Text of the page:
Johnstown in Fulton County, New York — The American Northeast (Mid-Atlantic)
Built 1774 as Colonial Jail
Rev. War Civil-Military HQ.
Inspected by Lafayette 1778
Capt. John Littel Commanded
During Oct. 1781 Ross Raid Supervisors &
JTown Hist Soc
Erected 2013 by Johnstown Supervisors & Johnstown Historical Society.
Location. 43° 0.175′ N, 74° 22.253′ W. Marker is in Johnstown, New York, in Fulton County. Marker is at the intersection of South Perry Street and East Montgomery Street, on the right when traveling north on South Perry Street. Touch for map. Marker is at or near this postal address: 1 East Montgomery Street, Johnstown NY 12095, United States of America.
Other nearby markers. At least 8 other markers are within walking distance of this marker. A different marker also named Fort Johnstown (here, next to this marker); a different marker also named Fort Johnstown (here, next to this marker); Talmadge Edwards (approx. 0.2 miles away); James Burk's Inn (approx. 0.2 miles away); 1 Mile to Baronial Home (approx. 0.2 miles away); Elizabeth Cady Stanton & Susan B. Anthony Elizabeth Cady Stanton (approx. ¼ mile away); Historic Johnstown (approx. ¼ mile away). Touch for a list and map of all markers in Johnstown.
More about this marker. This marker is a replacement for an historically inaccurate one. On August 6th, 2013 this marker was officially dedicated by Johnstown City Historian Noel Levee, officials from Fulton County government and the Johnstown Historical Society. The inaccurate 1932 marker stated that Fort Johnstown was "inspected by Washington in 1783." Many local experts over the years have concurred that Washington never visited Johnstown
Regarding Fort Johnstown. Fort Johnstown was built in 1772 as the Tryon County Jail. It was placed on the highest ground in the village in case of Indian attack or war. It was considered one of America's strongest buildings for defense, with massive stone walls impervious to all but the heaviest artillery. During the American Revolution, the jail became Fort Johnstown as well as a military prison. The structure was fortified with a surrounding palisade and lookout towers at diagonal corners. It was manned by militia companies to protect the Sacandaga from enemy infiltration.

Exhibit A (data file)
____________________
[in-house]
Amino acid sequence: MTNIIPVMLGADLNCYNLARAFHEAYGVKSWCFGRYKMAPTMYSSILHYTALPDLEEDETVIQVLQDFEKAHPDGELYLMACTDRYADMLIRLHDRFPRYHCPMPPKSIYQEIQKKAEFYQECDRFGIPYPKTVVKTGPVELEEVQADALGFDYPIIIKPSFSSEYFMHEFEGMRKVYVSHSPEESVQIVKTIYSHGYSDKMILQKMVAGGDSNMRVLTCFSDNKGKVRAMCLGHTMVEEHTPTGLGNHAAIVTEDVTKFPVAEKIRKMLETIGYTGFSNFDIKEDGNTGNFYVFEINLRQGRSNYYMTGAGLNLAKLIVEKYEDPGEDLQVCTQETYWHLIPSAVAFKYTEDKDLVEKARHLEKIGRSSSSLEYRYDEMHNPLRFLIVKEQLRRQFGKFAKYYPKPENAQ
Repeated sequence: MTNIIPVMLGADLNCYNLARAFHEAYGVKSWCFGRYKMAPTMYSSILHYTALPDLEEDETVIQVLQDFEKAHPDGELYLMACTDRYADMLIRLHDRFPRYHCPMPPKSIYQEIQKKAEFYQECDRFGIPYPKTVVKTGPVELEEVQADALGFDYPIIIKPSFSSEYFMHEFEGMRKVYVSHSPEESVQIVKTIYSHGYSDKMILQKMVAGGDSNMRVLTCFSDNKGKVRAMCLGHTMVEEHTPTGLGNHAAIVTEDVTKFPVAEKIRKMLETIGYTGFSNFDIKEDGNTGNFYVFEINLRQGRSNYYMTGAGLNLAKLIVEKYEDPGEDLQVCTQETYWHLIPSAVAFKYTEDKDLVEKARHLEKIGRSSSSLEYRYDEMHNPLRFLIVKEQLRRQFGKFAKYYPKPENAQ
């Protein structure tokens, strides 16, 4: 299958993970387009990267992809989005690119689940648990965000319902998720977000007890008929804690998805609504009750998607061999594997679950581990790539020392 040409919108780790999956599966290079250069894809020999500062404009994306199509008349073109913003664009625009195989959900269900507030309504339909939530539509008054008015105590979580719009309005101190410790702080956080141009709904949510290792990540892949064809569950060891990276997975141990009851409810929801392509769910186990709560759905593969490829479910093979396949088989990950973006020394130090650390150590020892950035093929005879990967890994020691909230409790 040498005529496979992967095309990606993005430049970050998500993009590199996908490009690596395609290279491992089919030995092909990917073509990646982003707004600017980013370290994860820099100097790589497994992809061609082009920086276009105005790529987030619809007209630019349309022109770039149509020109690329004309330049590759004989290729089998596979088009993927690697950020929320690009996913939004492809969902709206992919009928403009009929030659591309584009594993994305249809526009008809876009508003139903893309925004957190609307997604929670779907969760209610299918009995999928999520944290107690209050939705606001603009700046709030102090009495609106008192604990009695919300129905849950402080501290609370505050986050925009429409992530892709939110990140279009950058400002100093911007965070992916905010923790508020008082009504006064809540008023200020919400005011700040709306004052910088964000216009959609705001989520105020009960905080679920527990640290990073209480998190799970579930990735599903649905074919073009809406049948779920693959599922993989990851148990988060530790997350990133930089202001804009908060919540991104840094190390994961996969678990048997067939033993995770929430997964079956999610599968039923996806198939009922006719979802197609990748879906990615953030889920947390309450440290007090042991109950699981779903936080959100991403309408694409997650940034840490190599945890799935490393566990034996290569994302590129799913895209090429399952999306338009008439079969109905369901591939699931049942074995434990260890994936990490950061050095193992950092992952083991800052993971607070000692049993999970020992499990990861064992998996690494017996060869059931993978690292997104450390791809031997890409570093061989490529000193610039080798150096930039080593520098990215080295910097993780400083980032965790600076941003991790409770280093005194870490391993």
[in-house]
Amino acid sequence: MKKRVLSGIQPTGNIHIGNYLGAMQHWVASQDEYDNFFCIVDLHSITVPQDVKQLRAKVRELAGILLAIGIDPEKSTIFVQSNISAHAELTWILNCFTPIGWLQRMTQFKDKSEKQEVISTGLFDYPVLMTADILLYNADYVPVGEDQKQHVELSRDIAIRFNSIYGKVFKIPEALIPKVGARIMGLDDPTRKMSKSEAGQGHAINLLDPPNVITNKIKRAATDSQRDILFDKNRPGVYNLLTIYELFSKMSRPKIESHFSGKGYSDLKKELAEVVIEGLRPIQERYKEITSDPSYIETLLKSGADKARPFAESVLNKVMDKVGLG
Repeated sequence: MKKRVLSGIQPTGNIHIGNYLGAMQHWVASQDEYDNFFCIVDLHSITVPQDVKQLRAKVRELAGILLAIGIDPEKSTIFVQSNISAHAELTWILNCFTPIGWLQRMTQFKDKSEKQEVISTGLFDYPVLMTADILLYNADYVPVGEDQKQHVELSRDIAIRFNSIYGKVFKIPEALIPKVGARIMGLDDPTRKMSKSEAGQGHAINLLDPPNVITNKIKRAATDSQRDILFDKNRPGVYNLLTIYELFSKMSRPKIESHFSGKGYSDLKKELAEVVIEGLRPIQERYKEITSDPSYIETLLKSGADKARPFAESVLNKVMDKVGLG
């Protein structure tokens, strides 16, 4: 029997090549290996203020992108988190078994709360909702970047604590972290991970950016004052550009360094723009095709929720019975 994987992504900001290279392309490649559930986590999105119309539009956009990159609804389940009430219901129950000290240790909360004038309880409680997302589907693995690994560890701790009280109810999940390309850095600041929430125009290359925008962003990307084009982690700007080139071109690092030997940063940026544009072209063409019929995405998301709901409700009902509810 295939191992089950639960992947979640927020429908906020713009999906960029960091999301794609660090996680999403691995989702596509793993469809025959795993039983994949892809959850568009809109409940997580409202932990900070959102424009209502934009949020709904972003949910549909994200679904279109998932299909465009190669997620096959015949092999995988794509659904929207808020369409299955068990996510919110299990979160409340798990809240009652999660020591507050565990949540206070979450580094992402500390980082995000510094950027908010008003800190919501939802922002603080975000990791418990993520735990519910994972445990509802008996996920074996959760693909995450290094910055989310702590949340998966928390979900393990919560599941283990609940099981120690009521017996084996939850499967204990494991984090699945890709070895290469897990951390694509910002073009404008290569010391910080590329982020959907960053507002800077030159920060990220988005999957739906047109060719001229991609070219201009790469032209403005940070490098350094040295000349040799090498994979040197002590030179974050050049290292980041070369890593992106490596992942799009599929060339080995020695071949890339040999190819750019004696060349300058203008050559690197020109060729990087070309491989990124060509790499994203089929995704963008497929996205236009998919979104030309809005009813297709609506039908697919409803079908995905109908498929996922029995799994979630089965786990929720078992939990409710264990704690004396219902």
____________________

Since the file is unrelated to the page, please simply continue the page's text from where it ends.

Willett's men attacked the retreating British in a battle strung along the route of today's Johnson Avenue. An interpretive sign marks the final battle site in a field northeast of Johnson Hall.
Today the building is the office of the Fulton County Planning Department
Additional keywords. Fort Johnstown Jail
Categories. • Settlements & Settlers • War, US Revolutionary •
Credits. This page was last revised on June 16, 2016. This page originally submitted on August 30, 2013, by Howard C. Ohlhous of Duanesburg, New York. This page has been viewed 318 times since then and 28 times this year. Photos: 1, 2, 3, 4, 5. submitted on August 30, 2013, by Howard C. Ohlhous of Duanesburg, New York. 6, 7. submitted on September 2, 2013, by Howard C. Ohlhous of Duanesburg, New York. 8. submitted on August 30, 2013, by Howard C. Ohlhous of Duanesburg, New York. 9. submitted on September 10, 2013, by Howard C. Ohlhous of Duanesburg, New York. • Bill Pfingsten was the editor who published this page.